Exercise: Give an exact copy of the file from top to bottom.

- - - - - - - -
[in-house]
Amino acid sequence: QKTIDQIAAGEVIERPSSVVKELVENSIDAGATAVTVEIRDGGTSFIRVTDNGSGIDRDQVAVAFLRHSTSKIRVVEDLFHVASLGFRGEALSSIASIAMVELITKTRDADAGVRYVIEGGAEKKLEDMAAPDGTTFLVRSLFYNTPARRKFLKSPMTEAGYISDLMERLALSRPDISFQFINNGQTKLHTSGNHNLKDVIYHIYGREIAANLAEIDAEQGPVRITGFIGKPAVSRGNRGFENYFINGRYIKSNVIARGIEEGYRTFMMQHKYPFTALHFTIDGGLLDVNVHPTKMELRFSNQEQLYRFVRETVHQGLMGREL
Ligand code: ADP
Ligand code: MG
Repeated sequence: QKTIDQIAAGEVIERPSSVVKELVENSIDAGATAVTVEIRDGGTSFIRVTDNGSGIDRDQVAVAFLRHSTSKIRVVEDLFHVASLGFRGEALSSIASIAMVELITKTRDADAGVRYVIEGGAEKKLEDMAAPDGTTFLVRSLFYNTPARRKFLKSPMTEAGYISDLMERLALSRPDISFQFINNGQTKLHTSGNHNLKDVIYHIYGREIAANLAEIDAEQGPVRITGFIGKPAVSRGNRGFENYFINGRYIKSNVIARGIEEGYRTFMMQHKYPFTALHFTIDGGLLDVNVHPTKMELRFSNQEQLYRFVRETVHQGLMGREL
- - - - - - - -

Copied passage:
[in-house]
Amino acid sequence: QKTIDQIAAGEVIERPSSVVKELVENSIDAGATAVTVEIRDGGTSFIRVTDNGSGIDRDQVAVAFLRHSTSKIRVVEDLFHVASLGFRGEALSSIASIAMVELITKTRDADAGVRYVIEGGAEKKLEDMAAPDGTTFLVRSLFYNTPARRKFLKSPMTEAGYISDLMERLALSRPDISFQFINNGQTKLHTSGNHNLKDVIYHIYGREIAANLAEIDAEQGPVRITGFIGKPAVSRGNRGFENYFINGRYIKSNVIARGIEEGYRTFMMQHKYPFTALHFTIDGGLLDVNVHPTKMELRFSNQEQLYRFVRETVHQGLMGREL
Ligand code: ADP
Ligand code: MG
Repeated sequence: QKTIDQIAAGEVIERPSSVVKELVENSIDAGATAVTVEIRDGGTSFIRVTDNGSGIDRDQVAVAFLRHSTSKIRVVEDLFHVASLGFRGEALSSIASIAMVELITKTRDADAGVRYVIEGGAEKKLEDMAAPDGTTFLVRSLFYNTPARRKFLKSPMTEAGYISDLMERLALSRPDISFQFINNGQTKLHTSGNHNLKDVIYHIYGREIAANLAEIDAEQGPVRITGFIGKPAVSRGNRGFENYFINGRYIKSNVIARGIEEGYRTFMMQHKYPFTALHFTIDGGLLDVNVHPTKMELRFSNQEQLYRFVRETVHQGLMGREL